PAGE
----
Daniel Kereopa “I could surf before I could swim”The Raglan waterman represents New Zealand this month in a unique test of watersport skills. And he’s determined to upstage some of the biggest surf names in the world
For Daniel Kereopa, this year’s edition of The Ultimate Waterman represents a second chance to prove he’s one of the best all-round surfers in the world. In 1993, when he was 14 years old, Kereopa finished runner-up at the World Junior Championships in Bali, but he struggled to repeat that success in the senior ranks.
He competed on the pro circuits in Australia, but after a number of failed attempts to qualify for the World Championship Tour, and fed up with the financial challenges of life as a pro surfer, Kereopa returned to New Zealand in his mid-20s, where he carved out a successful career as a TV presenter and surf instructor.
Now, a decade later, the 37-year-old has an opportunity to compete against the world’s best in The Ultimate Waterman, a unique event that tests athletes in six disciplines: longboard, shortboard, stand-up paddleboard (SUP) and tow-in surfing, waka ama and SUP endurance. Kai Lenny of Hawaii, Mark Visser of Australia and American Danny Ching will appear in the competition, which takes place in New Zealand waters over seven days from March 14.
THE RED BULLETIN : Can you win The Ultimate Waterman considering some of the superstars you’re up against?
DANIEL KEREOPA: I’ve got a chance. I’m confident in my abilities on the water and I know I can handle myself in competition. I’ve got this fire inside me that I haven’t had for a long time, and I’m excited about testing myself against the best surfers in the world in my own backyard.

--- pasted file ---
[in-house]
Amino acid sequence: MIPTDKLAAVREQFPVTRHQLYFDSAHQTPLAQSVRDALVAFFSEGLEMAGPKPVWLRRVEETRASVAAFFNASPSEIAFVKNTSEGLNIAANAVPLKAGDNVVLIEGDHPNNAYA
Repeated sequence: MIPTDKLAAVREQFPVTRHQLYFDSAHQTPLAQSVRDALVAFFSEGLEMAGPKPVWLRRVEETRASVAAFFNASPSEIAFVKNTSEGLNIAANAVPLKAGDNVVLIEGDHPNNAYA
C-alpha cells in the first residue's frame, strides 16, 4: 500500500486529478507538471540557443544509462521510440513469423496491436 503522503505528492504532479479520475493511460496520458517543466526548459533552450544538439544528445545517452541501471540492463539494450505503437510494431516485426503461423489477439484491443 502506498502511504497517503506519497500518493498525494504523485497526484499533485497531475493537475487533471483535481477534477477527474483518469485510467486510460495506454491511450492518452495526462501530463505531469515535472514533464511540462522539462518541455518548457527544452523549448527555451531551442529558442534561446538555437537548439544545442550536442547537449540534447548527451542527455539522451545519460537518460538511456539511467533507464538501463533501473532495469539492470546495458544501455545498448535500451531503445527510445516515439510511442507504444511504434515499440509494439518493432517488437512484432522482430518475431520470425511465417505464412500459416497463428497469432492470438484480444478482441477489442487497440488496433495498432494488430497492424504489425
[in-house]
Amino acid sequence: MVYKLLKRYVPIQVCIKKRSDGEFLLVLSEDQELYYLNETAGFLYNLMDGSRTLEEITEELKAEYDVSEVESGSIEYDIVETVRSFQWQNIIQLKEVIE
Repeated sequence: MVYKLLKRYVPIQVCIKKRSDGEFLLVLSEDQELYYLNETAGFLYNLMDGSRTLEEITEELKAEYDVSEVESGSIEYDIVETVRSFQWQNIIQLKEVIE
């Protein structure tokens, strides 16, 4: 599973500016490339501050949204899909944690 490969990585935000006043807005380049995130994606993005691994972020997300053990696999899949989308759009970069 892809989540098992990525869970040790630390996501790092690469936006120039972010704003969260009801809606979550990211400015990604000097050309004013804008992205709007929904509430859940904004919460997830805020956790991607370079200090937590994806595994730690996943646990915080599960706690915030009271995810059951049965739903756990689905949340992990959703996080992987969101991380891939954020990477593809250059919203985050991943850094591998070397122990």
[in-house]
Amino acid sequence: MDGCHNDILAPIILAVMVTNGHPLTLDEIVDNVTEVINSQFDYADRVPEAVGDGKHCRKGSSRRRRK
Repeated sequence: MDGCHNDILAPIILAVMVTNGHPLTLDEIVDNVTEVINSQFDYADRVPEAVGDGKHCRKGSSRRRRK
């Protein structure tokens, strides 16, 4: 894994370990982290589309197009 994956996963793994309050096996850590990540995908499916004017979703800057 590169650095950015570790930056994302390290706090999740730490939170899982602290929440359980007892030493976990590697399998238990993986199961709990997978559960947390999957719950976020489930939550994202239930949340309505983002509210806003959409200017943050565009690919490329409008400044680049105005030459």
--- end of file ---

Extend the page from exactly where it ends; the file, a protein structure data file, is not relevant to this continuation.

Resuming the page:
When did you first hear about The Ultimate Waterman event?
Greg Townsend of Surfing New Zealand shared his idea with me about three years ago. I didn’t know if he could make it happen, but I kept surfing as many different disciplines as possible in preparation for this event. The opportunity to compete across multiple disciplines in one event is very exciting.
Do you have a favourite discipline?
Surfing’s not about what you ride; it’s all about how you behave out on the water. If you smile and talk to people, you can change the mood of the whole line-up. You shouldn’t worry about whether you’re competing on a stand-up paddleboard, a longboard or a shortboard. Whatever you’re riding, make sure you have fun.
How did you get into surfing?
My dad was a farmer and we moved to the surf town of Raglan when I was eight. None of my family had been on a surfboard before. Dad’s life revolved around work, and the idea of enjoying yourself on the water was alien to him. He didn’t encourage us to go surfing.
Did your father’s attitude change?
It had to, because me and my brothers surfed all the time. We had a second-hand surfboard that we always shared between three of us. We didn’t even have wetsuits. We wore rugby shorts and one of Dad’s shearer’s shirts. I never had a lesson. I spent all my time at the beach, waiting for my turn on the board. I was the youngest, so I was always last, but I watched and learned. I could surf before I could swim, so that made me determined not to fall off.
February 28, 1978, Huntly, New Zealand
Manu Bay, Raglan
“Knowing about the New Zealand waves and weather conditions is massive,” says Kereopa. “Our waves aren’t as steep or as powerful as places like Hawaii, so you need the right equipment. Then there’s the weather in New Zealand, which is so unpredictable and can change so fast.”
What are the highs and lows you’ve experienced on the water?
Winning national and international titles and finishing second at the World Juniors in Bali in 1993 were big highlights. A few years after the World Juniors, I was back in Bali and I found a dead body in the water. There had been some big swells and we were warned that some locals had drowned. I saw something in the water, paddled over and it was a little boy. I had nightmares about it for a long time.
What are you most looking forward to about The Ultimate Waterman?
Growing up, I’d watch videos and read about the greatest surfers in the world and dream about surfing with guys like Sunny Garcia and Mark Occhilupo. I did get to surf with some of my heroes and now guys like Kai Lenny, Danny Ching and Mark Visser are coming to New Zealand to surf with me. The great thing is they don’t know who
I am, and I’m excited to change that by showing them what I can do.
Go BEYOND THE ORDINARY, be inspired every day, and dive deep into the world of The Red Bulletin:
The Red Bulletin App: Read brand new stories anytime and anywhere on your mobile devices
The Red Bulletin Magazine: Get the magazine delivered to your door every month by subscribing here